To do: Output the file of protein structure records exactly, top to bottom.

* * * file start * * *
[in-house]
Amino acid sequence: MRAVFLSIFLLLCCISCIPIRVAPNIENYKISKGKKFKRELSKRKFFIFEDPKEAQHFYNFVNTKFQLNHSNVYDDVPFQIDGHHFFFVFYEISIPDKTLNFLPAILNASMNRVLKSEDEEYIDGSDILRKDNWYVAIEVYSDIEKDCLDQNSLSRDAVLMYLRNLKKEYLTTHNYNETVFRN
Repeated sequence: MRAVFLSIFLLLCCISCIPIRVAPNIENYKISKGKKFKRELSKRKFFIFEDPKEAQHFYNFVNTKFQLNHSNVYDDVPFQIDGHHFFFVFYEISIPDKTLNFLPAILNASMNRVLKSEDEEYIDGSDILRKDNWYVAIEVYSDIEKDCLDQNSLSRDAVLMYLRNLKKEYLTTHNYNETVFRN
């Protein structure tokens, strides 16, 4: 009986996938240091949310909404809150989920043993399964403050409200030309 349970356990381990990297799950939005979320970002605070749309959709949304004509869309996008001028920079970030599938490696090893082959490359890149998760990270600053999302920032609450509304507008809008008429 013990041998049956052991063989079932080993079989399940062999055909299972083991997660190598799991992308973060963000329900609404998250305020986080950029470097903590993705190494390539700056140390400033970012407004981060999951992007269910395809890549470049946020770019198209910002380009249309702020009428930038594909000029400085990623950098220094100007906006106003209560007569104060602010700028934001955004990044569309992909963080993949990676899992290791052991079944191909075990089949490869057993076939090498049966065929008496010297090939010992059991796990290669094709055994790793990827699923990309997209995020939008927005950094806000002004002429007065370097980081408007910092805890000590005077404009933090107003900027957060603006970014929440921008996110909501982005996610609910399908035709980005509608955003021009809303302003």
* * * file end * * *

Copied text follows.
[in-house]
Amino acid sequence: MRAVFLSIFLLLCCISCIPIRVAPNIENYKISKGKKFKRELSKRKFFIFEDPKEAQHFYNFVNTKFQLNHSNVYDDVPFQIDGHHFFFVFYEISIPDKTLNFLPAILNASMNRVLKSEDEEYIDGSDILRKDNWYVAIEVYSDIEKDCLDQNSLSRDAVLMYLRNLKKEYLTTHNYNETVFRN
Repeated sequence: MRAVFLSIFLLLCCISCIPIRVAPNIENYKISKGKKFKRELSKRKFFIFEDPKEAQHFYNFVNTKFQLNHSNVYDDVPFQIDGHHFFFVFYEISIPDKTLNFLPAILNASMNRVLKSEDEEYIDGSDILRKDNWYVAIEVYSDIEKDCLDQNSLSRDAVLMYLRNLKKEYLTTHNYNETVFRN
């Protein structure tokens, strides 16, 4: 009986996938240091949310909404809150989920043993399964403050409200030309 349970356990381990990297799950939005979320970002605070749309959709949304004509869309996008001028920079970030599938490696090893082959490359890149998760990270600053999302920032609450509304507008809008008429 013990041998049956052991063989079932080993079989399940062999055909299972083991997660190598799991992308973060963000329900609404998250305020986080950029470097903590993705190494390539700056140390400033970012407004981060999951992007269910395809890549470049946020770019198209910002380009249309702020009428930038594909000029400085990623950098220094100007906006106003209560007569104060602010700028934001955004990044569309992909963080993949990676899992290791052991079944191909075990089949490869057993076939090498049966065929008496010297090939010992059991796990290669094709055994790793990827699923990309997209995020939008927005950094806000002004002429007065370097980081408007910092805890000590005077404009933090107003900027957060603006970014929440921008996110909501982005996610609910399908035709980005509608955003021009809303302003």